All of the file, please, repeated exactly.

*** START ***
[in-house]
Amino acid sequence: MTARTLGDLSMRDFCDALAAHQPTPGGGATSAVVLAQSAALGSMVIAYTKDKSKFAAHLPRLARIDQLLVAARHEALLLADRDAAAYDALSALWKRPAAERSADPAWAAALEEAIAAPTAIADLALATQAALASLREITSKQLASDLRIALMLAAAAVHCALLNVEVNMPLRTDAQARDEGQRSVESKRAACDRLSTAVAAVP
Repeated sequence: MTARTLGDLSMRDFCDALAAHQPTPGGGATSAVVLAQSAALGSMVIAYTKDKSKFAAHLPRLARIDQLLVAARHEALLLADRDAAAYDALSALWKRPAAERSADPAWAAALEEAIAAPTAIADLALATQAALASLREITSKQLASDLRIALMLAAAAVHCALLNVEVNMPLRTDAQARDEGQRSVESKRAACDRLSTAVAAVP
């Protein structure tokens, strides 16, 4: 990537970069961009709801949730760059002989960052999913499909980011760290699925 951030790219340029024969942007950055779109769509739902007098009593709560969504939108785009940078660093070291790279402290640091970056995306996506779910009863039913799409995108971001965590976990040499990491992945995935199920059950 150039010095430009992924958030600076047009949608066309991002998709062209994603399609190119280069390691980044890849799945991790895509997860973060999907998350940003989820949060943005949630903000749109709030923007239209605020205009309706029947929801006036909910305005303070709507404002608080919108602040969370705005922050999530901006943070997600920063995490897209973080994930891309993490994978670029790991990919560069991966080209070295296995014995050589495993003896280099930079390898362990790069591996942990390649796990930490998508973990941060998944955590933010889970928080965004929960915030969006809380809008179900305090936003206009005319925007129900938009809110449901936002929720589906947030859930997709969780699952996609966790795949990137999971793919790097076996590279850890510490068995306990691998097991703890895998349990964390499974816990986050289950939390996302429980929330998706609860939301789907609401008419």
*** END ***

[in-house]
Amino acid sequence: MTARTLGDLSMRDFCDALAAHQPTPGGGATSAVVLAQSAALGSMVIAYTKDKSKFAAHLPRLARIDQLLVAARHEALLLADRDAAAYDALSALWKRPAAERSADPAWAAALEEAIAAPTAIADLALATQAALASLREITSKQLASDLRIALMLAAAAVHCALLNVEVNMPLRTDAQARDEGQRSVESKRAACDRLSTAVAAVP
Repeated sequence: MTARTLGDLSMRDFCDALAAHQPTPGGGATSAVVLAQSAALGSMVIAYTKDKSKFAAHLPRLARIDQLLVAARHEALLLADRDAAAYDALSALWKRPAAERSADPAWAAALEEAIAAPTAIADLALATQAALASLREITSKQLASDLRIALMLAAAAVHCALLNVEVNMPLRTDAQARDEGQRSVESKRAACDRLSTAVAAVP
């Protein structure tokens, strides 16, 4: 990537970069961009709801949730760059002989960052999913499909980011760290699925 951030790219340029024969942007950055779109769509739902007098009593709560969504939108785009940078660093070291790279402290640091970056995306996506779910009863039913799409995108971001965590976990040499990491992945995935199920059950 150039010095430009992924958030600076047009949608066309991002998709062209994603399609190119280069390691980044890849799945991790895509997860973060999907998350940003989820949060943005949630903000749109709030923007239209605020205009309706029947929801006036909910305005303070709507404002608080919108602040969370705005922050999530901006943070997600920063995490897209973080994930891309993490994978670029790991990919560069991966080209070295296995014995050589495993003896280099930079390898362990790069591996942990390649796990930490998508973990941060998944955590933010889970928080965004929960915030969006809380809008179900305090936003206009005319925007129900938009809110449901936002929720589906947030859930997709969780699952996609966790795949990137999971793919790097076996590279850890510490068995306990691998097991703890895998349990964390499974816990986050289950939390996302429980929330998706609860939301789907609401008419």